Salmon, mackerel, tuna, trout, sardines, and herring are fatty fish enriched with omega-3. Obviously, omega-3 can reduce triglycerides. So adding these fish at least twice per week helps to reduce blood cholesterol. (5)

3. Fruits

Avocado is known to keep the heart healthy as it is composed of unsaturated fats, antioxidants, and vitamins. So it reduces bad cholesterol and triglycerides.

Moreover, lemon, lime, and orange like citrus fruits are loaded with fiber (pectin) and limonoid compounds. These compounds are capable of reducing bad cholesterol and atherosclerosis. Soluble fiber present in the diet binds with cholesterol in the digestive system. And eliminates them from the body before entering into blood circulation. In addition, Apples, papaya, strawberries, and grapes are fruits with a high amount of soluble fiber. Therefore, they help to reduce unhealthy cholesterol and prevent heart diseases. (6)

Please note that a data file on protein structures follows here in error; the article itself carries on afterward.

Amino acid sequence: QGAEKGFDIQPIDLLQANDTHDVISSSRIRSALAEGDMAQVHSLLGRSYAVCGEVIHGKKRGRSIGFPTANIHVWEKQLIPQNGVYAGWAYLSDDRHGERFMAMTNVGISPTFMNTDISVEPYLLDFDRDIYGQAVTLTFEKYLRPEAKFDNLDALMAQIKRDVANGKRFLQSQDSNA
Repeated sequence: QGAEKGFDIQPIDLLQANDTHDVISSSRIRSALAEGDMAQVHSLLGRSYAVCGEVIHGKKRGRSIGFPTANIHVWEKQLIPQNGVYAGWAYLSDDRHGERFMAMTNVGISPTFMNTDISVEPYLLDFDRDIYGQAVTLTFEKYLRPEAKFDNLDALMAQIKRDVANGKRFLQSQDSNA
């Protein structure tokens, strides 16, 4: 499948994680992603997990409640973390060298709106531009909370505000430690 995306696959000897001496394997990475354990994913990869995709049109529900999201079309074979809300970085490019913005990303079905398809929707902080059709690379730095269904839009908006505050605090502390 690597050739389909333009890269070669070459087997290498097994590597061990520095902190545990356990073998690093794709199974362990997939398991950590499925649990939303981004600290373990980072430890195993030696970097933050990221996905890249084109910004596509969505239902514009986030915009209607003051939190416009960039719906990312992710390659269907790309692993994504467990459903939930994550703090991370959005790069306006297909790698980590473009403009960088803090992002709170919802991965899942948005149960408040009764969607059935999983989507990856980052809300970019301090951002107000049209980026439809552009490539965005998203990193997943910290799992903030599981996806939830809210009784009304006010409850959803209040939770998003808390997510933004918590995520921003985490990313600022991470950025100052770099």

4. Vegetables

Vegetables rich in fiber, antioxidants, and low in calories are ideal for managing blood cholesterol. Examples for such vegetables are carrot, ladies’ fingers (okra), eggplants, and potatoes. Indeed most vegetables provide fiber and essential nutrients. So including a variety of vegetables for the main meals will help to reduce bad cholesterol. (7)

5. Whole grains

Some of the whole-grain foods are brown rice, oats, and rye. Whole grains reduce blood cholesterol as they have a high amount of soluble fiber. Undoubtedly, substituting refined flour with whole grains will be more advantageous to improve the lipid profile. (8)

6. Legumes

Type of plant food that includes beans, peas, and lentils. This food variety is also composed of soluble fiber, proteins, and minerals. Therefore replacing red meat with legumes helps to reduce bad cholesterol. (9)